By 1800, the Northwest Territory had been divided into two parts: Ohio and Indiana. Indiana Territory formed the western border of the Ohio Territory. Ohio was already in the transition to statehood and would be recognized as a State of the Union in 1803.
The new Indiana Territory was governed by Congress under the rules of the Northwest Ordinance, a set of rules made by Congress for governing territories and moving them toward statehood. As its population and political cohesion increased, the territorial government advanced through the usual stages of self-government leading to statehood.
First, after the new territory was formed in 1800 the President appointed a well-known federal territorial leader, William Henry Harrison, to be Governor. Harrison had been elected to serve as the non-voting Delegate to the House of Representatives for the Northwest Territory before it was divided into Ohio and Indiana.
After serving as Governor of Indiana he became a famous U.S. Army General in the “Indian Wars” and the War of 1812. Then Harrison was elected by voters in Ohio to Congress, first in the House and then the Senate, before being elected President of the United States.
The second stage of territorial political development came in 1805, when the U.S. citizens of the Indiana Territory formed a territorial legislature. Because the territorial government did not have effective control and support over the entire area under its jurisdiction, in 1809 the territory was divided by Congress and the Territory of Illinois was formed.
Just as the formation of Indiana had defined the western boundary of Ohio, the formation of Illinois formed the western border of Indiana. This set the stage for Indiana to follow the same Northwest Ordinance model as Ohio in seeking admission as a State of the Union.
In 1811 the territorial legislature petitioned Congress for statehood, and in 1812 a House committee recommended lowering the population threshold under the Northwest Ordinance from 60,000 to 35,000. But strife between the Native Americans and the new settlers, as well as the War of 1812, derailed that effort.
By 1815 there was peace and the territorial population of Indiana was over 63,000. The territorial legislature again applied to Congress for statehood. The petition they sent included a ground-breaking list of things that the territory wanted to make sure would be considered in the transition to statehood:
- A statehood constitution to be determined in a territorial convention in 1816.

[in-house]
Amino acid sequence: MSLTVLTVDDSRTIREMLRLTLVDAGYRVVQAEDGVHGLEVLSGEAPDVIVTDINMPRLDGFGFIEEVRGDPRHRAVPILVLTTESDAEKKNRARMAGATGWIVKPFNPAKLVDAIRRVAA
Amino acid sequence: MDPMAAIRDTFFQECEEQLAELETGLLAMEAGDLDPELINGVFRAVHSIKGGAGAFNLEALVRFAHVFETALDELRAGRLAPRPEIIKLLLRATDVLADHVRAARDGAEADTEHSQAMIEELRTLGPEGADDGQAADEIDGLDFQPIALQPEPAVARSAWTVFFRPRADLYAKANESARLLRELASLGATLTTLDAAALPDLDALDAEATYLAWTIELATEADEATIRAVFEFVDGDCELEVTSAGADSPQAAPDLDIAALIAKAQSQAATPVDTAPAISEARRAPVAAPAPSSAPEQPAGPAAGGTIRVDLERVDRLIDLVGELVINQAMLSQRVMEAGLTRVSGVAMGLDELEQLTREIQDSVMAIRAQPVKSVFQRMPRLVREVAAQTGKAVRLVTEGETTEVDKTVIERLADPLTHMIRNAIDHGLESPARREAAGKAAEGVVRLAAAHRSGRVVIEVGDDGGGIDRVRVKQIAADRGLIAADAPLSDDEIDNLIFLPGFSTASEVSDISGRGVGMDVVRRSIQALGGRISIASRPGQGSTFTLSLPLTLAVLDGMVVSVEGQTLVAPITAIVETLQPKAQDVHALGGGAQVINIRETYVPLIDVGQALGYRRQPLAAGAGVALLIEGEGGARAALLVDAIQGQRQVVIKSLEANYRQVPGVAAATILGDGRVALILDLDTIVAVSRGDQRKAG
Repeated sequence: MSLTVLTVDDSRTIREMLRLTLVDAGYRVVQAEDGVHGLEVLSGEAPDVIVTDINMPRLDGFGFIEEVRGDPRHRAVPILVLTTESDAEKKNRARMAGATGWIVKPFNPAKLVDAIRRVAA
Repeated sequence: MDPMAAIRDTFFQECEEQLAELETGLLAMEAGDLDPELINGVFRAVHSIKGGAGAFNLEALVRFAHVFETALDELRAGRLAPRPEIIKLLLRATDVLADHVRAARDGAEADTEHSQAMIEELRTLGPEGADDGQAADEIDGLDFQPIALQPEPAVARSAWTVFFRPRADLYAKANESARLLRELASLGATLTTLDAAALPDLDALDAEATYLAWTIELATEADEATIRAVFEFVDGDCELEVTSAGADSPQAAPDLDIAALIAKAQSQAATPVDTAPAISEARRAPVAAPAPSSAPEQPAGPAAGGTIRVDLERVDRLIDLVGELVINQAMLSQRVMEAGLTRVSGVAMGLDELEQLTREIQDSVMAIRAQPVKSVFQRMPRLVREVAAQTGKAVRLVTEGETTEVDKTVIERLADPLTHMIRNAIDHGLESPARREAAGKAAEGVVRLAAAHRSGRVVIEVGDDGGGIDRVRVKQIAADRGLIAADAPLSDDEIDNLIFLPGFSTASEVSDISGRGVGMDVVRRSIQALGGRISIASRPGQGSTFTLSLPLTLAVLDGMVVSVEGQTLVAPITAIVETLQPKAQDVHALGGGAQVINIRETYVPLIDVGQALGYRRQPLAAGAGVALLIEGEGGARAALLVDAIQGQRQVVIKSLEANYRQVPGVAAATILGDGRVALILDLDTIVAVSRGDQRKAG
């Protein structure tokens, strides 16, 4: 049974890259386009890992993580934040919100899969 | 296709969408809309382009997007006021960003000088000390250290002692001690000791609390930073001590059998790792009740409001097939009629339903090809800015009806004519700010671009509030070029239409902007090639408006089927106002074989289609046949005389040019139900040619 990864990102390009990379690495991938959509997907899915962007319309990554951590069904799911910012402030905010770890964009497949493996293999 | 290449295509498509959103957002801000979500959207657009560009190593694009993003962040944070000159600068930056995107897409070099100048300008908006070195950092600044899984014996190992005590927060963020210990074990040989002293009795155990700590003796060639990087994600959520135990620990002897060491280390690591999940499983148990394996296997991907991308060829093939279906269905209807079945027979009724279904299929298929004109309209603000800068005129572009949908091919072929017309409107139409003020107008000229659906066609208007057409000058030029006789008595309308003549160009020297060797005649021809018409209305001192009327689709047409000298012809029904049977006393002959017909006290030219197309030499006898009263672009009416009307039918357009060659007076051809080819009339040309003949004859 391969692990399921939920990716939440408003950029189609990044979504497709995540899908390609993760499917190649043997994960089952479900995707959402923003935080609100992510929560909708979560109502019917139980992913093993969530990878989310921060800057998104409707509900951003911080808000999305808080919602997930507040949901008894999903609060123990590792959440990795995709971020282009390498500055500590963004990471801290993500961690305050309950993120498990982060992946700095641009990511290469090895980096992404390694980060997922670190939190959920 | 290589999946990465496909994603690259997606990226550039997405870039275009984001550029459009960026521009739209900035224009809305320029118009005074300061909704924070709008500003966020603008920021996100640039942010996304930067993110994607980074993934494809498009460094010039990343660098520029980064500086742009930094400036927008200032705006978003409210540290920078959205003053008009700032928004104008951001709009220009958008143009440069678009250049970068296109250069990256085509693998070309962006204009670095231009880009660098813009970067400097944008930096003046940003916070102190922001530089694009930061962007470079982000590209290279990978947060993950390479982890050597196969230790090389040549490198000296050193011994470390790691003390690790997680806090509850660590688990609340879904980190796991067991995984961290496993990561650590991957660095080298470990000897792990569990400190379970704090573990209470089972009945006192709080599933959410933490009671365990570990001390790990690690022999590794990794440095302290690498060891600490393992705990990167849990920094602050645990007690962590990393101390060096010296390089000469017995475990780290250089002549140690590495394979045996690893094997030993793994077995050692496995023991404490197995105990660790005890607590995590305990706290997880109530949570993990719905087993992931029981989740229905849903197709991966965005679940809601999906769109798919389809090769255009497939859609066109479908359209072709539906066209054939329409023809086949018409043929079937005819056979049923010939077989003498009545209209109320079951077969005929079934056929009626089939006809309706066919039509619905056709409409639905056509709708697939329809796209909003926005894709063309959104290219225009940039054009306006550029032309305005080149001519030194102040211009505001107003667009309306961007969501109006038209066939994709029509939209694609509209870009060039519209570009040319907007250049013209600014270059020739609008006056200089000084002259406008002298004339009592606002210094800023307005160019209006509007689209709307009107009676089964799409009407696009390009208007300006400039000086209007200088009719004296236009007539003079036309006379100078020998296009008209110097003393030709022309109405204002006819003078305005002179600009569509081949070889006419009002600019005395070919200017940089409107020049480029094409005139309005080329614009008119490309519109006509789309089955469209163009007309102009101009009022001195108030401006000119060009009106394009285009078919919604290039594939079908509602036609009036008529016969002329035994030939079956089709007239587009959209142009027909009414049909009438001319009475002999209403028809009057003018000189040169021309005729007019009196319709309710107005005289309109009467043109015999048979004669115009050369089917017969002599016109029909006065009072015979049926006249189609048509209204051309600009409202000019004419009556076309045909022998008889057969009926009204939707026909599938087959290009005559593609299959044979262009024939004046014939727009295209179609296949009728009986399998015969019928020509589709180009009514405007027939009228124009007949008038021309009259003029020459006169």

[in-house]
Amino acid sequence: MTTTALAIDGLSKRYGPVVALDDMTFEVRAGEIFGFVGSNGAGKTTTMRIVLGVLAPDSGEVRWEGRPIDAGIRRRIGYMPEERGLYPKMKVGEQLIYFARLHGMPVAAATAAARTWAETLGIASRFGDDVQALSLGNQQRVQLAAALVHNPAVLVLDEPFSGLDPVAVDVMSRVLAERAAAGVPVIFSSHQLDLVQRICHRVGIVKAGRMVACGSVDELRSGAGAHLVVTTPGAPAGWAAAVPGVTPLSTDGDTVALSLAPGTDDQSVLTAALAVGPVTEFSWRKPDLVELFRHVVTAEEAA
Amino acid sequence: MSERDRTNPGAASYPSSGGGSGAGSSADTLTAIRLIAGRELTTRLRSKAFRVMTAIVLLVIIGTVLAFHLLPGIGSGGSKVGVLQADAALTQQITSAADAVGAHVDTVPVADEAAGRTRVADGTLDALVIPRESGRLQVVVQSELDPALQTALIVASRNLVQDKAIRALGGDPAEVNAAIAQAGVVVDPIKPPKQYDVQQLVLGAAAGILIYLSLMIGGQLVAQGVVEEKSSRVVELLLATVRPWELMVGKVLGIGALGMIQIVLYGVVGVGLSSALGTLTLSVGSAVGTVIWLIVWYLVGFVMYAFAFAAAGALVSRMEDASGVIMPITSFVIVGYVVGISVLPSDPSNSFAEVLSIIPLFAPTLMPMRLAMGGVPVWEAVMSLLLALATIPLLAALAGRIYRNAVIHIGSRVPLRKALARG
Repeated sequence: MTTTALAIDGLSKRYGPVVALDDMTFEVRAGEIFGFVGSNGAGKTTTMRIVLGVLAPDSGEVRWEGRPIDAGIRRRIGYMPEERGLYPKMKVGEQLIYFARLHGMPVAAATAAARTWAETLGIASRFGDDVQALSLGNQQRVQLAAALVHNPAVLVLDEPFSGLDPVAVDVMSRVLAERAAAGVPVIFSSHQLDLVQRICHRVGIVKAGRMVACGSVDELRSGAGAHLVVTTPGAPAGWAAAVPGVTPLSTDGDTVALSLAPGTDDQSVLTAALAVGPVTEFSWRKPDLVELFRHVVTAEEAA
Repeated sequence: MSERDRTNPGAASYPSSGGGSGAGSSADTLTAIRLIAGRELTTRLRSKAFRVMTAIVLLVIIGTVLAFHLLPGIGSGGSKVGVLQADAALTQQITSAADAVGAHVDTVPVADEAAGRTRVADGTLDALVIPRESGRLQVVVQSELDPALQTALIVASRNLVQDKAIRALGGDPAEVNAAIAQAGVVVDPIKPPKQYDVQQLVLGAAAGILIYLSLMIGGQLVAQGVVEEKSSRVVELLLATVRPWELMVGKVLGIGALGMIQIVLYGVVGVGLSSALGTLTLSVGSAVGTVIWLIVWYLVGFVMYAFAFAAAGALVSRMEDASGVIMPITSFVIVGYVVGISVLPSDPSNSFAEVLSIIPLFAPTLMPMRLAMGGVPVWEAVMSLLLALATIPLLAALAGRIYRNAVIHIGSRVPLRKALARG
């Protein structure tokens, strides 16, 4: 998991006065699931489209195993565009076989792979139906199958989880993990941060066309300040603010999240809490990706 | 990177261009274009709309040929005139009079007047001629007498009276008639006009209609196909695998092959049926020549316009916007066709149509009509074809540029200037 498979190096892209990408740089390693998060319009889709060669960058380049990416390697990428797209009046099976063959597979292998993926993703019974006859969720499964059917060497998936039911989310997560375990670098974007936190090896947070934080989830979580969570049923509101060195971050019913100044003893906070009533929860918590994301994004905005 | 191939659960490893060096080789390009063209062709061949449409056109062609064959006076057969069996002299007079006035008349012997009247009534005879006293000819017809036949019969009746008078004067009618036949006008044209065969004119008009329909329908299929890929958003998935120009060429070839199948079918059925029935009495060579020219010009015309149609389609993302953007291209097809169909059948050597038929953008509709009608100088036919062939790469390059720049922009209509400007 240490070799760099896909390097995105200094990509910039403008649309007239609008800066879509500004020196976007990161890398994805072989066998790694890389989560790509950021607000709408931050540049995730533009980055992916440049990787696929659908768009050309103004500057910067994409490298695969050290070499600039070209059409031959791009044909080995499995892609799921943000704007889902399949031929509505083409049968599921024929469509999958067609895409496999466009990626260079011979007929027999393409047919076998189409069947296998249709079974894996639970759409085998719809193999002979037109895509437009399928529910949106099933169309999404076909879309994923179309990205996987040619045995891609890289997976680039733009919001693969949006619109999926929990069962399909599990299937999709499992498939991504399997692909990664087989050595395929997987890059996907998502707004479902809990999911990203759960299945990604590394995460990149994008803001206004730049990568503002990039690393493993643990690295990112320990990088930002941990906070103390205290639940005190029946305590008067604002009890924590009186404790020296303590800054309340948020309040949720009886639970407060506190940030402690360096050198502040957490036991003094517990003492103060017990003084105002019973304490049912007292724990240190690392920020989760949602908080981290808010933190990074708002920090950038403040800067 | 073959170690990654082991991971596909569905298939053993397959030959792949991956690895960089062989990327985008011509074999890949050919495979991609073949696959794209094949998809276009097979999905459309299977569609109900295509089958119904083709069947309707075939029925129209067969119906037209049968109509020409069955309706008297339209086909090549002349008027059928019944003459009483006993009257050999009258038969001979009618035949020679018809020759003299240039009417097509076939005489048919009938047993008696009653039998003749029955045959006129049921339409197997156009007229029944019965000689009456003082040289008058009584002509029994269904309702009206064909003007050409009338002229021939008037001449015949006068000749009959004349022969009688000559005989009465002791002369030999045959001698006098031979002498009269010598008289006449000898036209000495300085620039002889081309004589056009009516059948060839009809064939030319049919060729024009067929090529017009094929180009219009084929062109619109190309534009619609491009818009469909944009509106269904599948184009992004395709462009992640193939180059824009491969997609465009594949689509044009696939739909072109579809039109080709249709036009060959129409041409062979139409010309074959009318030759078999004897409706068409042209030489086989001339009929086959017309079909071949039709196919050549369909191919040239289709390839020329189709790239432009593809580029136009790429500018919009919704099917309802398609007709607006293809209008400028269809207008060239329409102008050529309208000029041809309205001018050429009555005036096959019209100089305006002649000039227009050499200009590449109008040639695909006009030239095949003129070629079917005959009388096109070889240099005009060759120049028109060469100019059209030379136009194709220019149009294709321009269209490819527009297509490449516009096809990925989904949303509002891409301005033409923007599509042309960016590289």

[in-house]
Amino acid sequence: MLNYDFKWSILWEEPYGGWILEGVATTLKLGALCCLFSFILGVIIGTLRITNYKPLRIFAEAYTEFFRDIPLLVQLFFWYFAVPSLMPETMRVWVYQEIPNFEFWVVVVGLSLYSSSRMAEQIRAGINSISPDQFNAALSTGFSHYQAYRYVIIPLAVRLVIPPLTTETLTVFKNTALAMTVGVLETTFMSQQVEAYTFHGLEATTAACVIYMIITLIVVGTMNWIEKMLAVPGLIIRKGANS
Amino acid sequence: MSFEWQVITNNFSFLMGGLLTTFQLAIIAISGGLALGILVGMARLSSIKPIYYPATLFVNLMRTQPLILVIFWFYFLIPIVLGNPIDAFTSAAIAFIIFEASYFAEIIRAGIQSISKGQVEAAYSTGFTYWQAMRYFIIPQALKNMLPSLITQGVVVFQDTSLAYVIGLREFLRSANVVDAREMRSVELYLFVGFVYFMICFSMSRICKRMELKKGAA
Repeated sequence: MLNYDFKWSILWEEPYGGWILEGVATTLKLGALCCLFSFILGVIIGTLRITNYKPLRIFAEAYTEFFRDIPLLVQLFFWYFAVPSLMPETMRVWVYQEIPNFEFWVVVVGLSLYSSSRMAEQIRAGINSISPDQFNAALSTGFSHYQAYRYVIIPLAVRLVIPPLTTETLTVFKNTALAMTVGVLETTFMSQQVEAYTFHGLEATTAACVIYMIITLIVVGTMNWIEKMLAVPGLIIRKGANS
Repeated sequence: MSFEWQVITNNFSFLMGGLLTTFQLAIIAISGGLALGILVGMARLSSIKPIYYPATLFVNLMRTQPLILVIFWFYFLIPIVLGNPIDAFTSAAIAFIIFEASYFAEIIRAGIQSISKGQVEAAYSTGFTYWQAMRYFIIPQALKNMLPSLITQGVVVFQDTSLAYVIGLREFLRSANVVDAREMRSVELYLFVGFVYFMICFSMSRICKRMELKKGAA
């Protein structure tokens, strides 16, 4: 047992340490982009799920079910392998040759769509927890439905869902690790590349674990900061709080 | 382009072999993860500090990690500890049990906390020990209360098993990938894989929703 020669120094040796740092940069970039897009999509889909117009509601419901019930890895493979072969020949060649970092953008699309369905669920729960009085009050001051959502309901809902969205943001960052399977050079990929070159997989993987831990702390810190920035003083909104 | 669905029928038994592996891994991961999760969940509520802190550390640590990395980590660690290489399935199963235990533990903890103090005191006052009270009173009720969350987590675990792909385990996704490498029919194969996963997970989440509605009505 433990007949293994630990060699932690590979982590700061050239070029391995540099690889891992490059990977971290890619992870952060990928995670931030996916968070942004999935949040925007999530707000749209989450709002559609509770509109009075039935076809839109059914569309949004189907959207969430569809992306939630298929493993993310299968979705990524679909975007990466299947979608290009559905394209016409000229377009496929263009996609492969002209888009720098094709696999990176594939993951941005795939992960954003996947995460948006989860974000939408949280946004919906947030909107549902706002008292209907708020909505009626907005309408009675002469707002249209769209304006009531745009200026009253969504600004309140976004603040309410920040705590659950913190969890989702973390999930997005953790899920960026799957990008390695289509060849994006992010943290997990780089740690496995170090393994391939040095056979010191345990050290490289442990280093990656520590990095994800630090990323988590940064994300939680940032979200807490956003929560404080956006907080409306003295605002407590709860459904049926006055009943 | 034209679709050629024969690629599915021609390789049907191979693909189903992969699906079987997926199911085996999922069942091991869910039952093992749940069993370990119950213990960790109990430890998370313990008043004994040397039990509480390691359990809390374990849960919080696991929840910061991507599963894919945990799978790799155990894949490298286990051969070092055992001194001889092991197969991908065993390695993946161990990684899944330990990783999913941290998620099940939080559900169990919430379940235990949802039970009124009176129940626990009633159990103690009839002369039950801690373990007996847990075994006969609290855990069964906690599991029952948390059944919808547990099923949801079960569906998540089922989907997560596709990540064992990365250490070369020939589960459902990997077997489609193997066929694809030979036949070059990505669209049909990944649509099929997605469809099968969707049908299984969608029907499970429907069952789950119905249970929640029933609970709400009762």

- Transfer to the new state of a percentage (7%) from all federal government revenues from sale of federal public lands before or after admission, including lands “purchased” under agreements reached with the Native American peoples.
- Transfers of some federal lands to the state for public schools and other state purposes.
- Recognition of the diversity of the population and freedoms expected to continue under statehood, including the rights enjoyed under the Northwest Ordinance and the Constitution.
- Rights to be honored include freedom from slavery as already provided under Northwest Ordinance.
Less than a year after this petition was delivered to Congress in December of 1815, the Indiana Territory was admitted as the 19th State of the Union. First Congress passed an enabling act that called for the territory to adopt a statehood constitution, and that was accomplished by August 1816, followed by the admissions act adopted by Congress in December of 1816.
The admission of Indiana set numerous precedents relevant to other territories that became states, and to Puerto Rico. First, Congress made liberal concessions to the new state, including 5% of the proceeds of federal land sales in the territory to put state finances on a sound footing. Secondly, Congress made generous grants of lands for public schools and the state seat of government, as the statehood petition had requested.
Finally, it is interesting to note that William Henry Harrison was the first but not the last Governor of a territory to later become President of the United States. A century later William Howard Taft would be appointed Governor of the Philippines when it was a U.S. territory. Unlike all previous territories governed under the Northwest Ordinance model, the people of the Philippines territory were not citizens of the U.S.
That meant the Philippines were governed under the “unincorporated territory” model leading to independent nationhood, instead of the Northwest Ordinance model leading to statehood. Later as President and subsequently as Chief Justice of the U.S. Supreme Court, Taft played an influential but controversial role in denying to U.S. citizens in Puerto Rico the rights conferred under the Northwest Ordinance model for U.S. citizens in Indiana in 1800.